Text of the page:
Keeping Residents, Families, and Staff Safe Inside Communal Areas

Issue Date
Ref

DIV20/08

  

Keeping Residents, Families, and Staff Safe Inside Communal Areas

Care homes want to ensure the continued safety of their residents, visitors, and staff as they reopen for visits following lockdown restrictions. Effective personal and environmental hygiene – especially hand and surface disinfection – should be central to their infection prevention strategies.

The SARS-CoV-2 virus that causes Covid-19 normally spreads from person to person by direct contact, touching contaminated surfaces, and through breathing in airborne droplets produced when infected people cough, sneeze, or breathe out. Stopping any of these pathways helps to break the chain of infection. This is why good hygiene, social distancing, and wearing masks have all been so important. 

Good practice can start before visitors arrive. Make information about infection prevention measures prominent on the care home’s website. A booking system provides an excellent opportunity to explain disinfection processes. Include information about these measures on the phone or send a text or email when confirming a booking.

Hand Hygiene: Keeping our hands clean is the simplest and best way to help prevent the spread of the virus. Everyone in the care home should be encouraged to clean or disinfect their hands as often as possible. This can include when moving from one part of the building to the next, when interacting with different people, and after touching any surface that could have been touched by someone else. Put up plenty of signs to remind people: your hygiene supplier should have some you can use.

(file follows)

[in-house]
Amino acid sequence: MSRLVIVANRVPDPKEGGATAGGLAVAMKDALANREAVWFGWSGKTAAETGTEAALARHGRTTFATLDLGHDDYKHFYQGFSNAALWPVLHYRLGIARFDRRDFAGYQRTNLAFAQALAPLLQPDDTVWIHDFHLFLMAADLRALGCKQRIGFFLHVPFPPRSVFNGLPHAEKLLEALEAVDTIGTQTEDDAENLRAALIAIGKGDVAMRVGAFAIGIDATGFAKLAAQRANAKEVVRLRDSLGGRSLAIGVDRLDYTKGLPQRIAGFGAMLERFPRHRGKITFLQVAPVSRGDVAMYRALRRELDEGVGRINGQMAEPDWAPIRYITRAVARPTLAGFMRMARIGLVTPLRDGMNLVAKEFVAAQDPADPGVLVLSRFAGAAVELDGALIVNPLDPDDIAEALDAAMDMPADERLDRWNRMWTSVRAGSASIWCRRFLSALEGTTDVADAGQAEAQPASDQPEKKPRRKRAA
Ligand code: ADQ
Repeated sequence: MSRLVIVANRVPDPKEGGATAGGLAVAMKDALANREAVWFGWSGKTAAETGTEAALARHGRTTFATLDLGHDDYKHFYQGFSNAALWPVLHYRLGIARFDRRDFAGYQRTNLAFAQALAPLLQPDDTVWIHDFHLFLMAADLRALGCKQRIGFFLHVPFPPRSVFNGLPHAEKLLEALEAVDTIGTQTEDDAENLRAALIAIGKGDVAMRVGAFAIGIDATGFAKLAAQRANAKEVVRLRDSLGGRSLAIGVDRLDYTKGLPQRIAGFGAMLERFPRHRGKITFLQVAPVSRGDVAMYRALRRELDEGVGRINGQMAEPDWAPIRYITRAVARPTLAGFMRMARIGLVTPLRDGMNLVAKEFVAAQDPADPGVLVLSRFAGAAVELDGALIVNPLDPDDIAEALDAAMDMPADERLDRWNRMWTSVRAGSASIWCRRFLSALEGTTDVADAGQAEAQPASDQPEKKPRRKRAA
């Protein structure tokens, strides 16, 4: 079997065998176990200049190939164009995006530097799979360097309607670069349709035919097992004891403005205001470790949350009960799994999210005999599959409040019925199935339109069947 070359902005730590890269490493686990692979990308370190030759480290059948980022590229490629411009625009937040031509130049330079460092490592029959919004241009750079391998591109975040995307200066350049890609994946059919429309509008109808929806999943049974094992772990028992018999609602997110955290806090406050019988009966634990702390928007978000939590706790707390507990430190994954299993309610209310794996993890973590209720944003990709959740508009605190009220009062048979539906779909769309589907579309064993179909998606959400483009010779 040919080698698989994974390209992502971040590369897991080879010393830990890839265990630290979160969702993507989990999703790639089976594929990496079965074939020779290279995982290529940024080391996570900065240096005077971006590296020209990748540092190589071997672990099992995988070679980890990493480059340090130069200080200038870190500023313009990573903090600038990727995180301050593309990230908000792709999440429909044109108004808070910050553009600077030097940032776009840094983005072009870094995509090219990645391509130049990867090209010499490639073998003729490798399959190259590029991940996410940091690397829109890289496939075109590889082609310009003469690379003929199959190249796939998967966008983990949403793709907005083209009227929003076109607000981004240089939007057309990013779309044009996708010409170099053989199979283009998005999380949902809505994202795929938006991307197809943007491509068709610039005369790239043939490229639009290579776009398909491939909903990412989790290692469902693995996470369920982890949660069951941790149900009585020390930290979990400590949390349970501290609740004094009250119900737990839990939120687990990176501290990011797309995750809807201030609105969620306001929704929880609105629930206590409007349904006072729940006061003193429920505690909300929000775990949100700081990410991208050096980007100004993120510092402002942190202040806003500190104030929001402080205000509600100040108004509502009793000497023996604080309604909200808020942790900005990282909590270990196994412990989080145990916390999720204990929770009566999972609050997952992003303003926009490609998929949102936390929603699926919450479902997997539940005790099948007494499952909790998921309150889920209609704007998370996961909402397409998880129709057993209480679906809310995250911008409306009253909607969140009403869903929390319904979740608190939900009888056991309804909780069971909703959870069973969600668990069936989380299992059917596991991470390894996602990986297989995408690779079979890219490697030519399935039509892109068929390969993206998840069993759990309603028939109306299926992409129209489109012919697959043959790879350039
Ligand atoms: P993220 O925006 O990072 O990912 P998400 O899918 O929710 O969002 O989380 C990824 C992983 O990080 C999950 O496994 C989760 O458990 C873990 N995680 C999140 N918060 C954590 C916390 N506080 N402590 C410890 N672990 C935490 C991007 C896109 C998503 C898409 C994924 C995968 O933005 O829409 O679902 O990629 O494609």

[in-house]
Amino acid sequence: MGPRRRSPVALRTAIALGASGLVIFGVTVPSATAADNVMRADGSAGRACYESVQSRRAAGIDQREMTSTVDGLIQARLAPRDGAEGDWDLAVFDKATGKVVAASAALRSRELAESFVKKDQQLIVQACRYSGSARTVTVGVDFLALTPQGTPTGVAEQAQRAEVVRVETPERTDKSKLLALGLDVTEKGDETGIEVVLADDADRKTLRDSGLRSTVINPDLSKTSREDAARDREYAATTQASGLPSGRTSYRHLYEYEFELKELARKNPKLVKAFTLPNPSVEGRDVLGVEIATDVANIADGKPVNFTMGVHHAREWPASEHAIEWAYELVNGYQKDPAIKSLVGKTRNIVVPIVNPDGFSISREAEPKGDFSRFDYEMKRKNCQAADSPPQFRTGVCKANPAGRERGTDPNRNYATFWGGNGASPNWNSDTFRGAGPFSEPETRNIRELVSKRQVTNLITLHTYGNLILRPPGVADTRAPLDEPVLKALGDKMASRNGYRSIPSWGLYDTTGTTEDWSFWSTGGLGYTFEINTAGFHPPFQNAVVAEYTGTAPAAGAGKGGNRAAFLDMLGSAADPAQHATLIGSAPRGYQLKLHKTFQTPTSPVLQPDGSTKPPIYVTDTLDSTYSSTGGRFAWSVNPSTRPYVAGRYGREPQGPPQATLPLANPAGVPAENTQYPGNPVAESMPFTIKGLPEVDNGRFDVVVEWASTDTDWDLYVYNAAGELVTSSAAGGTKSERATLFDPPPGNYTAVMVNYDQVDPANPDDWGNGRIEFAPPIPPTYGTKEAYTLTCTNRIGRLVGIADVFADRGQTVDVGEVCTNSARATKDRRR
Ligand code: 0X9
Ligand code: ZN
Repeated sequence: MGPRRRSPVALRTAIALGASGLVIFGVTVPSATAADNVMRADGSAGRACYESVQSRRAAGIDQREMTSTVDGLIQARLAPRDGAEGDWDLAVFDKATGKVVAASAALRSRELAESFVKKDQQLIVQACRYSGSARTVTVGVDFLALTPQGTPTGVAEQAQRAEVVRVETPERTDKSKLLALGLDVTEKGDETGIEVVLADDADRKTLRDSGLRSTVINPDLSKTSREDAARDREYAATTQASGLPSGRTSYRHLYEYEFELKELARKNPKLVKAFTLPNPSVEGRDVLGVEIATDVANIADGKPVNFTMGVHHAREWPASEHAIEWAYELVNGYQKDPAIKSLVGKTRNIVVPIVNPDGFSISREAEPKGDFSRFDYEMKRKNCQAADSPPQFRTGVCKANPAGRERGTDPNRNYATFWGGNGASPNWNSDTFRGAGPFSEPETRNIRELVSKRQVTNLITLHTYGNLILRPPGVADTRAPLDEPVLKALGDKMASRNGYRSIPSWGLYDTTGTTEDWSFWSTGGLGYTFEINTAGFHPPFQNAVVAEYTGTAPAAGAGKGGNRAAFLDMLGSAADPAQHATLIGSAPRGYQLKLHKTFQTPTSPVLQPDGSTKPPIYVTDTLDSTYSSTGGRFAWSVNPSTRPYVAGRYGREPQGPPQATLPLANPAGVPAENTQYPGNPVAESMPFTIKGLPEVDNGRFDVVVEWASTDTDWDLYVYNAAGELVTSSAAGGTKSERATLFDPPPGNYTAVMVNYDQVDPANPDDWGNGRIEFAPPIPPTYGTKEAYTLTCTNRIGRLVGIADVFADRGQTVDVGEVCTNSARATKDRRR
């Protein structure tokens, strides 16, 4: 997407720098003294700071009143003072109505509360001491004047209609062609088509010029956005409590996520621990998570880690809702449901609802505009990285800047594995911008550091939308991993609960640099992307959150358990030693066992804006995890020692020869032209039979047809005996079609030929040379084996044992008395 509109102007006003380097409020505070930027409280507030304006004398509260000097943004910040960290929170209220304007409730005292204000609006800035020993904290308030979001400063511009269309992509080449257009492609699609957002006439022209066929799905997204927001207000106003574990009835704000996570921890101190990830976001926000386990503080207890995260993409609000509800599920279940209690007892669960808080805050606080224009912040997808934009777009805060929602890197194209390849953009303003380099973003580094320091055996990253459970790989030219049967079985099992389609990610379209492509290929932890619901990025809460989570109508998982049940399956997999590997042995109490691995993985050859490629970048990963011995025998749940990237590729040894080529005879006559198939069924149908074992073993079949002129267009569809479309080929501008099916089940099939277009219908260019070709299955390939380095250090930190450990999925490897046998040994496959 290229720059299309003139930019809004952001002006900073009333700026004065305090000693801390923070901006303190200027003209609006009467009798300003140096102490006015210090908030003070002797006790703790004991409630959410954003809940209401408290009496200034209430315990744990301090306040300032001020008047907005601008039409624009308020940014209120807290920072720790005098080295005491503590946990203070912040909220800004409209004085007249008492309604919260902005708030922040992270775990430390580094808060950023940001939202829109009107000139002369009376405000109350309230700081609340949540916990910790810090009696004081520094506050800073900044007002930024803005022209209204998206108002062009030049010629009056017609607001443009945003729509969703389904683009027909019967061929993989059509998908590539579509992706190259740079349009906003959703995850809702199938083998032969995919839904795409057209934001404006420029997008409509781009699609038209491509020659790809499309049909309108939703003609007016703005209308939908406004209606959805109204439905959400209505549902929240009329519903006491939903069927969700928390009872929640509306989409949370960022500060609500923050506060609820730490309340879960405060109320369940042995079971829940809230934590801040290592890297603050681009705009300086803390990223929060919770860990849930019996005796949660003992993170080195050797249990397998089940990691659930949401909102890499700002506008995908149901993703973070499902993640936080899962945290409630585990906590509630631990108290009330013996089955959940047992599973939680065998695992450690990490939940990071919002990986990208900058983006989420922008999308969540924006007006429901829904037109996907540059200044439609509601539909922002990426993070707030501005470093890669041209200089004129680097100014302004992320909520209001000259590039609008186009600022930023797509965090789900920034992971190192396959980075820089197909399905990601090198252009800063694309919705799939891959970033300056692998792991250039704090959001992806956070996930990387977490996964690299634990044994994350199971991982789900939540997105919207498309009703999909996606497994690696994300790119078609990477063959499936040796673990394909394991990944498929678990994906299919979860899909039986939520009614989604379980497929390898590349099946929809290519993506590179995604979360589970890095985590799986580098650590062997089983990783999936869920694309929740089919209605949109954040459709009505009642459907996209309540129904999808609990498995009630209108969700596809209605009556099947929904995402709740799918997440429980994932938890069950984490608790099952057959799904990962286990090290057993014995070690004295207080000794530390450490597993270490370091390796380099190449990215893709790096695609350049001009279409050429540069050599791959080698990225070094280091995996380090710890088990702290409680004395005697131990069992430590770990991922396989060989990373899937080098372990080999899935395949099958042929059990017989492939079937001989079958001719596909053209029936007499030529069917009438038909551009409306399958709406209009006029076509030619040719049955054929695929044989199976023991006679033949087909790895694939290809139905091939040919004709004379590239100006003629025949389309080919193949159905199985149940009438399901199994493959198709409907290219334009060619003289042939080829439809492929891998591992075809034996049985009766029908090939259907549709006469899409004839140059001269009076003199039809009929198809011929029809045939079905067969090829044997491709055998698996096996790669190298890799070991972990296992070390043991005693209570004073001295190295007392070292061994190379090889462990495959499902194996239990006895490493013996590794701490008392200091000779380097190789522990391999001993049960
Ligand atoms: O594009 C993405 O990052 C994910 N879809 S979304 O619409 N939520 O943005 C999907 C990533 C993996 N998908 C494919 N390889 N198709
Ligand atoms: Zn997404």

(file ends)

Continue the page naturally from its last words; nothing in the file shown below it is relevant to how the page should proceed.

Washing hands with soap and water for at least 20 seconds will work in any location with a sink. Additional precautions are advisable during the pandemic. This will mean placing hand-rub dispensers at convenient points around the care home. Dispensers located at the main entrance allow visitors to disinfect their hands when they arrive. Dispensers should also be located inside and by the doors of communal areas. The aim is to make it easy for anyone to disinfect their hands whenever they wish. 

Wall-mounted dispensers offer many long-term benefits (and are less likely to go missing). In the short term, however, it may be more convenient to use portable bottles with built-in dispensers. Some suppliers also offer smaller bottles for personal use.

Make sure the product is effective: suppliers should be able to show evidence their products meet relevant EN-numbered disinfection standards for the particular viruses or other pathogens of concern. Products meeting EN14476 against Viccinia Virus, for example, should be effective against the virus that causes Covid-19. Look for products that are pleasant and suitable for frequent application because this will encourage more use.

Surface Disinfection: The other key aspect to infection prevention is surface disinfection. All hard surfaces should be disinfected frequently to remove viruses, bacteria, and other pathogens. 

During the pandemic it is a sensible precaution to clean surfaces even more regularly than traditional schedules. This might mean many times a day. Pay particular attention to surfaces or objects that are regularly touched or used by more than one person. This will include light switches and door handles and equipment such as wheelchairs, mobility scooters, and stair lifts.

Select products that meet relevant EN disinfection standards (such as EN14476) and can be used often without damaging the surfaces being treated. Some formulations will disinfect multiple pathogens and can be used on a wide range of surfaces. Look for products that work quickly and can be used when residents, visitors and staff are present. This will help make it simpler and safer to disinfect surfaces frequently during the day.

Cleaning suppliers can advise on the best infection prevention products and how to use them. They will work with care homes to help ensure the best infection processes to protect residents, visitors, and staff.